Next, as to Ringor's driving record and citizenship status, the Appellate Court correctly held that the trial court did not abuse its discretion in ruling that those matters either were of minimal to no relevance or were likely to cause prejudice or confusion. The trial court is charged with “determin[ing] whether the evidence sought on cross-examination is relevant by determining whether that evidence renders the existence of [other facts] either certain or more probable․ [Furthermore, the] trial court has wide discretion to determine the relevancy of evidence and the scope of cross-examination.” (Internal quotation marks omitted.) State v.. Brown, 273 Conn. 330, 339, 869 A.2d 1224 (2005). Additionally, the “proffering party bears the burden of establishing the relevance of the offered testimony.” (Internal quotation marks omitted.) Id.; see also State v. Colon, 272 Conn. 106, 198–99, 864 A.2d 666 (2004) (“[o]ur law is clear that a defendant may introduce only relevant evidence, and, if the proffered evidence is not relevant, its exclusion is proper and the defendant's right [to present a defense] is not violated” [internal quotation marks omitted] ), cert. denied, 546 U.S. 848, 126 S.Ct. 102, 163 L.Ed.2d 116 (2005).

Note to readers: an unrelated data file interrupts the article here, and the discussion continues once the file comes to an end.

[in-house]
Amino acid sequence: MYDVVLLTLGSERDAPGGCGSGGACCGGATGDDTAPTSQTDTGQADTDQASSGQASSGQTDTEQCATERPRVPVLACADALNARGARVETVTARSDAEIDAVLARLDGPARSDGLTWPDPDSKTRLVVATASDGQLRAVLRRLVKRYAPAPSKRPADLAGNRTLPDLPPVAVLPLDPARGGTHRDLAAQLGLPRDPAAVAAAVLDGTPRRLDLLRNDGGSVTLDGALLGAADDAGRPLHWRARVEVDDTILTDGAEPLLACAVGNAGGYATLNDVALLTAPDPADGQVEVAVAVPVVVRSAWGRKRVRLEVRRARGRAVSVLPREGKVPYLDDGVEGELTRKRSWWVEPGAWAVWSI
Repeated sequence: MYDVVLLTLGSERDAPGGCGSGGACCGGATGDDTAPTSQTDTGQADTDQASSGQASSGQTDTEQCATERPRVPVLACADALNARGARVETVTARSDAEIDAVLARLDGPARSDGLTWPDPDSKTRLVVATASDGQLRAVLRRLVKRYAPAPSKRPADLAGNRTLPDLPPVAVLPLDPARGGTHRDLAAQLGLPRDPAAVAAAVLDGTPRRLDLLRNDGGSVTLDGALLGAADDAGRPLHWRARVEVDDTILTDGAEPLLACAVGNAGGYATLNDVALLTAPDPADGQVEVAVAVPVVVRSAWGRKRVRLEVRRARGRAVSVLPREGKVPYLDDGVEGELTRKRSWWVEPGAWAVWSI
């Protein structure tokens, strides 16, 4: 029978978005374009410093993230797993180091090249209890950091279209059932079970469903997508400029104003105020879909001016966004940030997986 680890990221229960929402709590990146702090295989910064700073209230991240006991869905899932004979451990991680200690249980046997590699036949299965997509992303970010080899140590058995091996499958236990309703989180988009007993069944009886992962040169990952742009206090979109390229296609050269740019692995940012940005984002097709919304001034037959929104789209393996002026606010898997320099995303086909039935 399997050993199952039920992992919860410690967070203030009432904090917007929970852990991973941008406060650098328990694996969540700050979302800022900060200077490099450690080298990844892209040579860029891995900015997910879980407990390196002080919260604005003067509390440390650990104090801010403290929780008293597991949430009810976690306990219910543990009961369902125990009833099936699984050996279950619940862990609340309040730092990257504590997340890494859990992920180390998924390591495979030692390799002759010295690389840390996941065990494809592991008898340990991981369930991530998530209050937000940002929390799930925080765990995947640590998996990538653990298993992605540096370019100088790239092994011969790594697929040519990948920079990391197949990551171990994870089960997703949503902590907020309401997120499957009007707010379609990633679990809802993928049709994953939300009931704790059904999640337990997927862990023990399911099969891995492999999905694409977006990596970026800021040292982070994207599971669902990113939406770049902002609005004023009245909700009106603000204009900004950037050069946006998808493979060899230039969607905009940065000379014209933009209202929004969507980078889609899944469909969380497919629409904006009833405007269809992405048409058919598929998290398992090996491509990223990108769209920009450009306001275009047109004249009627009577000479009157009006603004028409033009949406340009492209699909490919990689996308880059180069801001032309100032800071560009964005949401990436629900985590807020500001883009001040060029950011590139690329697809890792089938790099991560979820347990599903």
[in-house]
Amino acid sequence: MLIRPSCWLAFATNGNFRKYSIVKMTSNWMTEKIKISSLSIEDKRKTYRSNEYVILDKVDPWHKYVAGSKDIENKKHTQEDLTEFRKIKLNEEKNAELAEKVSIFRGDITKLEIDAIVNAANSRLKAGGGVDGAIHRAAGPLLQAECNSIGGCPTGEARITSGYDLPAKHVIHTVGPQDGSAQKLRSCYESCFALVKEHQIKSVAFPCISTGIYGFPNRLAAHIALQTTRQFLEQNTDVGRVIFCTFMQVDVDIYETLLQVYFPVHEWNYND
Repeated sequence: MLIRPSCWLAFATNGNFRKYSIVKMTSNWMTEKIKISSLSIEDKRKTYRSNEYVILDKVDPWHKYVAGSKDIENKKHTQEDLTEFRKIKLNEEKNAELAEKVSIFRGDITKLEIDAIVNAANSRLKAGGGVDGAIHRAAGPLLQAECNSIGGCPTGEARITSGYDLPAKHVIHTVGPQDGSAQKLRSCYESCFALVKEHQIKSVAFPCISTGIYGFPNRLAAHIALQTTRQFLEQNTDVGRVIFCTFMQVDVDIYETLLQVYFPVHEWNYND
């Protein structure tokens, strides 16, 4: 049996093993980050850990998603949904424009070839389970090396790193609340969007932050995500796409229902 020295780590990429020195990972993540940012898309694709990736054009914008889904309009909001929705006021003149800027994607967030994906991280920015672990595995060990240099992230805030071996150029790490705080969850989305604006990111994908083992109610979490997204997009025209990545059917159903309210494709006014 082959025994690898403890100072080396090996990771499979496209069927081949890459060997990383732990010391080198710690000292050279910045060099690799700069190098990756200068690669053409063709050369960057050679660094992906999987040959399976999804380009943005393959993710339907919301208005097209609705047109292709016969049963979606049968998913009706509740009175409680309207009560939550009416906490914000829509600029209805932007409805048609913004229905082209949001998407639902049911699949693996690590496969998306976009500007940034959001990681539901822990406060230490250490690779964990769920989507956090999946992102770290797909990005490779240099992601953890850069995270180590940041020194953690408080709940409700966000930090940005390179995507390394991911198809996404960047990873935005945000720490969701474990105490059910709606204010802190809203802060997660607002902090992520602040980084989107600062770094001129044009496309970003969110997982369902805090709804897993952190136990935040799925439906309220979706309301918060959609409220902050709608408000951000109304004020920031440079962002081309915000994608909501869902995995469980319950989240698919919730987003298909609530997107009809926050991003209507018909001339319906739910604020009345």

We agree with the trial court that minor traffic offenses such as speeding are common, and that an individual's prior receipt of speeding citations would provide little incentive to lie in regard to a subsequent offense, beyond that ordinarily existing, particularly when the subsequent offense is substantially more serious. Moreover, because evidence of a driver's speeding on a prior occasion is inadmissible to prove that he was speeding at the time in question; see Conn.Code Evid. § 4–5(a); the court reasonably concluded that admission of Ringor's prior speeding citations would have carried the danger of confusing the jury. See State v. Brown, supra, 273 Conn. at 342 (even if relevant, impeachment “evidence may be excluded if its probative value is outweighed by the danger of unfair prejudice or ․ confusion of the issues ” [emphasis in original; internal quotation marks omitted] ). As to the previous suspension of Ringor's license, there is no indication in the record of the reason for it, specifically, whether it related to Ringor's driving, or rather, to some administrative violation.23 Like the speeding tickets, its link to a motive to fabricate, if any, is unclear.